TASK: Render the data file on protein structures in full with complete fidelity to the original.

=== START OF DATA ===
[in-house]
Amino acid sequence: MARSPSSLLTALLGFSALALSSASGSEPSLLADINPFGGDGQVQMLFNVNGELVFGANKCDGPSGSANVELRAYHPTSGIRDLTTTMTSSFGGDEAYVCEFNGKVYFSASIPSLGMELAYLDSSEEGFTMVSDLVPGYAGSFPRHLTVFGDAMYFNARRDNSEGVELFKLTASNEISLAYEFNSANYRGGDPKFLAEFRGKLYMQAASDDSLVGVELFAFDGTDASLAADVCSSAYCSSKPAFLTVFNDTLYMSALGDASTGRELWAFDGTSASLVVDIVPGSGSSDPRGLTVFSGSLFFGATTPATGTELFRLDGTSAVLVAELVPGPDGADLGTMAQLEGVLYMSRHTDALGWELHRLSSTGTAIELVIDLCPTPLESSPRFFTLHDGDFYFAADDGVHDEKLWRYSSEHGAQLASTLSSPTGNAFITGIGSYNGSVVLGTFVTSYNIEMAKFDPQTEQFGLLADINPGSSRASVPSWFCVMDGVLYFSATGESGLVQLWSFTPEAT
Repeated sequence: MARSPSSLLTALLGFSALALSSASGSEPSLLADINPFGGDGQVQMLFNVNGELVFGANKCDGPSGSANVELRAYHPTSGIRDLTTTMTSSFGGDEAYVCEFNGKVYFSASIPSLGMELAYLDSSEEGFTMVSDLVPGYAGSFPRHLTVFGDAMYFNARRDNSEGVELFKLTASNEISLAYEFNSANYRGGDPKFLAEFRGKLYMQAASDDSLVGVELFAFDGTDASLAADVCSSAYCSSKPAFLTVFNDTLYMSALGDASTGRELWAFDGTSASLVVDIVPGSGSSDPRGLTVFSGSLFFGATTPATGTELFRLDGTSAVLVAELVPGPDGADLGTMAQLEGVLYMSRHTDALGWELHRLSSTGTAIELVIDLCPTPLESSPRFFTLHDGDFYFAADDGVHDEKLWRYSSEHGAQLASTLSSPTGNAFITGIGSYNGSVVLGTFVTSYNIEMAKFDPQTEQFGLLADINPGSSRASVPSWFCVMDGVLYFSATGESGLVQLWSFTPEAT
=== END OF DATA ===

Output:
[in-house]
Amino acid sequence: MARSPSSLLTALLGFSALALSSASGSEPSLLADINPFGGDGQVQMLFNVNGELVFGANKCDGPSGSANVELRAYHPTSGIRDLTTTMTSSFGGDEAYVCEFNGKVYFSASIPSLGMELAYLDSSEEGFTMVSDLVPGYAGSFPRHLTVFGDAMYFNARRDNSEGVELFKLTASNEISLAYEFNSANYRGGDPKFLAEFRGKLYMQAASDDSLVGVELFAFDGTDASLAADVCSSAYCSSKPAFLTVFNDTLYMSALGDASTGRELWAFDGTSASLVVDIVPGSGSSDPRGLTVFSGSLFFGATTPATGTELFRLDGTSAVLVAELVPGPDGADLGTMAQLEGVLYMSRHTDALGWELHRLSSTGTAIELVIDLCPTPLESSPRFFTLHDGDFYFAADDGVHDEKLWRYSSEHGAQLASTLSSPTGNAFITGIGSYNGSVVLGTFVTSYNIEMAKFDPQTEQFGLLADINPGSSRASVPSWFCVMDGVLYFSATGESGLVQLWSFTPEAT
Repeated sequence: MARSPSSLLTALLGFSALALSSASGSEPSLLADINPFGGDGQVQMLFNVNGELVFGANKCDGPSGSANVELRAYHPTSGIRDLTTTMTSSFGGDEAYVCEFNGKVYFSASIPSLGMELAYLDSSEEGFTMVSDLVPGYAGSFPRHLTVFGDAMYFNARRDNSEGVELFKLTASNEISLAYEFNSANYRGGDPKFLAEFRGKLYMQAASDDSLVGVELFAFDGTDASLAADVCSSAYCSSKPAFLTVFNDTLYMSALGDASTGRELWAFDGTSASLVVDIVPGSGSSDPRGLTVFSGSLFFGATTPATGTELFRLDGTSAVLVAELVPGPDGADLGTMAQLEGVLYMSRHTDALGWELHRLSSTGTAIELVIDLCPTPLESSPRFFTLHDGDFYFAADDGVHDEKLWRYSSEHGAQLASTLSSPTGNAFITGIGSYNGSVVLGTFVTSYNIEMAKFDPQTEQFGLLADINPGSSRASVPSWFCVMDGVLYFSATGESGLVQLWSFTPEAT